# Approximately stable committee selection

Journal Article

In the committee selection problem, we are given m candidates, and n voters. Candidates can have different weights. A committee is a subset of candidates, and its weight is the sum of weights of its candidates. Each voter expresses an ordinal ranking over all possible committees. The only assumption we make on preferences is monotonicity: If S g S are two committees, then any voter weakly prefers S to S. We study a general notion of group fairness via stability: A committee of given total weight K is stable if no coalition of voters can deviate and choose a committee of proportional weight, so that all these voters strictly prefer the new committee to the existing one. Extending this notion to approximation, for parameter c ≥ 1, a committee S of weight K is said to be c-approximately stable if for any other committee S of weight K, the fraction of voters that strictly prefer S to S is strictly less than c K/K. When c = 1, this condition is equivalent to classical core stability. The question we ask is: Does a c-approximately stable committee of weight at most any given value K always exist for constant c? It is relatively easy to show that there exist monotone preferences for which c ≥ 2. However, even for simple and widely studied preference structures, a non-trivial upper bound on c has been elusive. In this paper, we show that c = O(1) for all monotone preference structures. Our proof proceeds via showing an existence result for a randomized notion of stability, and iteratively rounding the resulting fractional solution.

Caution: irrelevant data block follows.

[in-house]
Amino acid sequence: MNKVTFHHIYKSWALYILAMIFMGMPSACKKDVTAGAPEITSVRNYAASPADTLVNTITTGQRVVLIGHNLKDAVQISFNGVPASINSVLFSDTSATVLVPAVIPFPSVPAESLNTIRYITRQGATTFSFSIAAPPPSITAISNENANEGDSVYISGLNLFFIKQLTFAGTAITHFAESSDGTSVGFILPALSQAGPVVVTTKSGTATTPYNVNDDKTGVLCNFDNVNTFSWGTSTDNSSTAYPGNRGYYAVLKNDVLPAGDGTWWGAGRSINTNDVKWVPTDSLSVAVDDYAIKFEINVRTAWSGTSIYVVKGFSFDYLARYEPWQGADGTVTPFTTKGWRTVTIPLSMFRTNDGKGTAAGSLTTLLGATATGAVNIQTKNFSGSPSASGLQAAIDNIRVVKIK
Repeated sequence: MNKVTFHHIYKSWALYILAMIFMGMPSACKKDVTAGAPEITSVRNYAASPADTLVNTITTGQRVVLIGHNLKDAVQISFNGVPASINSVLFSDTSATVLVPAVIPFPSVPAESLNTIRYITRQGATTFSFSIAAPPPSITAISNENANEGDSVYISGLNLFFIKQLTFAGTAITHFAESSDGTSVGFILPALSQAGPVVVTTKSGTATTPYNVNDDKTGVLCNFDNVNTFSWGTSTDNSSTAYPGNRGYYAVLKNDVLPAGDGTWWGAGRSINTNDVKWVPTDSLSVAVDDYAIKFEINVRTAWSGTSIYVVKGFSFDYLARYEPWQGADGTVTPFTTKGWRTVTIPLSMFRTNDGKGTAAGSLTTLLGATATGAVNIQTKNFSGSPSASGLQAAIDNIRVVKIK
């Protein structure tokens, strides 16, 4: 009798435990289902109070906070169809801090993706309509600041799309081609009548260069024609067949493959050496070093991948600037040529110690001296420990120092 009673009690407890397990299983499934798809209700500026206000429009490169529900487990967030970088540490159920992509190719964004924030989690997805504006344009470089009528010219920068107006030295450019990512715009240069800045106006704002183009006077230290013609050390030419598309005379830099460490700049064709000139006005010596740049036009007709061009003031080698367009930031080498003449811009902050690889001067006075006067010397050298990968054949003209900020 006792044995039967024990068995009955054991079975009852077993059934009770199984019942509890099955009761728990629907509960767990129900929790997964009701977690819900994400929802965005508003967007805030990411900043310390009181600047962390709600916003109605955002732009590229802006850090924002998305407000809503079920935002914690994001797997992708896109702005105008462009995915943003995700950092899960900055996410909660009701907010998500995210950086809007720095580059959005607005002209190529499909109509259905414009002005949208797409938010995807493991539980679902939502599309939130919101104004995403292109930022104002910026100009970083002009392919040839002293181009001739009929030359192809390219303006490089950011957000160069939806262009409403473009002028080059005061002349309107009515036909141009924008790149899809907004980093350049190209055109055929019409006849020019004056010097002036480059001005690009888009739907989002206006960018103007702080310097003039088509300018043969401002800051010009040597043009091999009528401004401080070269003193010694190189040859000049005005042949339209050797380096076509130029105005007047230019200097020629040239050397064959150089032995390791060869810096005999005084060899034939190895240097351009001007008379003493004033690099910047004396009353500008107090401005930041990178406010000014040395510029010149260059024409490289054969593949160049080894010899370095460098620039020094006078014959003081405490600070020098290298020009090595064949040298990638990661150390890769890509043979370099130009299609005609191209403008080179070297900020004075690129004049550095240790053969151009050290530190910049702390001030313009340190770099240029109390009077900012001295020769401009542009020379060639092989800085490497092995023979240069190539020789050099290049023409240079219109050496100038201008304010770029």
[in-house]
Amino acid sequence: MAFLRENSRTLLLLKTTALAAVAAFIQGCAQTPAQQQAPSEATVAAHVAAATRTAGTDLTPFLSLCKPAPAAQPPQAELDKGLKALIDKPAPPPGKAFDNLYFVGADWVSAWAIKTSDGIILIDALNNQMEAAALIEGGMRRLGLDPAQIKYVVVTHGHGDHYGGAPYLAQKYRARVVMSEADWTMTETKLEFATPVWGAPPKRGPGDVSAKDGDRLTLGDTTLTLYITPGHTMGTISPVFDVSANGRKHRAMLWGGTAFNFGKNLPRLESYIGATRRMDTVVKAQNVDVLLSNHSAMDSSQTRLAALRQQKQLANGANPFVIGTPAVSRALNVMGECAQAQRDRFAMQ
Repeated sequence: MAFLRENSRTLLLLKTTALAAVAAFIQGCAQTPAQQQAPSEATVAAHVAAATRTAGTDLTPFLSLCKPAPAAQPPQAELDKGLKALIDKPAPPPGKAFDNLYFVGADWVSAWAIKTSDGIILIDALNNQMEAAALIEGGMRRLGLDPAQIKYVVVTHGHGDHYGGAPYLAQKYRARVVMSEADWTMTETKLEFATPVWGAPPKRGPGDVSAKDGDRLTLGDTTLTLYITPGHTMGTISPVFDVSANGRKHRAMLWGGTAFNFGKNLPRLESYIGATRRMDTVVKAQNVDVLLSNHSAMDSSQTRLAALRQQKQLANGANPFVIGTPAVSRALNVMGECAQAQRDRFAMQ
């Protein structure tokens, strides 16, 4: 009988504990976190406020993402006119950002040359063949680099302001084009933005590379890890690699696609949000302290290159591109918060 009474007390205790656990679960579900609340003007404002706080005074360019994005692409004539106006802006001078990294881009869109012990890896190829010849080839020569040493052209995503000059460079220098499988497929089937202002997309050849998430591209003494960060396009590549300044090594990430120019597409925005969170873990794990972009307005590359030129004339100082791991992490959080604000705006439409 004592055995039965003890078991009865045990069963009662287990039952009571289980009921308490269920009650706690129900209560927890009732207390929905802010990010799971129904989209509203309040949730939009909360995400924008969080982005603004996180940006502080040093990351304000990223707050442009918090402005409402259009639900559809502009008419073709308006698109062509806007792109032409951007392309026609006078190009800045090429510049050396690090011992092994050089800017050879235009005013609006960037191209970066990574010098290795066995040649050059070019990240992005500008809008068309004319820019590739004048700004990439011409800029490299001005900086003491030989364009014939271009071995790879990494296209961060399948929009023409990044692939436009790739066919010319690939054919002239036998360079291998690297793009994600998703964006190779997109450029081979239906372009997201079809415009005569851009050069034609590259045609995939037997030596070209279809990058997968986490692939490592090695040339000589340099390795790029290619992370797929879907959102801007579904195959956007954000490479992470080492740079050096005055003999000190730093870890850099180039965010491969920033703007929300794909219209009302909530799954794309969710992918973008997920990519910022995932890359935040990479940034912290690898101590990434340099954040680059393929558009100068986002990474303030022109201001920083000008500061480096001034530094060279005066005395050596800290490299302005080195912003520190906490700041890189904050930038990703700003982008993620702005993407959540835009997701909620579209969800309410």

### Full Text

### Duke Authors

### Cited Authors

- Jiang, Z; Munagala, K; Wang, K

### Published Date

- June 8, 2020

### Published In

### Start / End Page

- 463 - 472

### International Standard Serial Number (ISSN)

- 0737-8017

### Digital Object Identifier (DOI)

- 10.1145/3357713.3384238

### Citation Source

- Scopus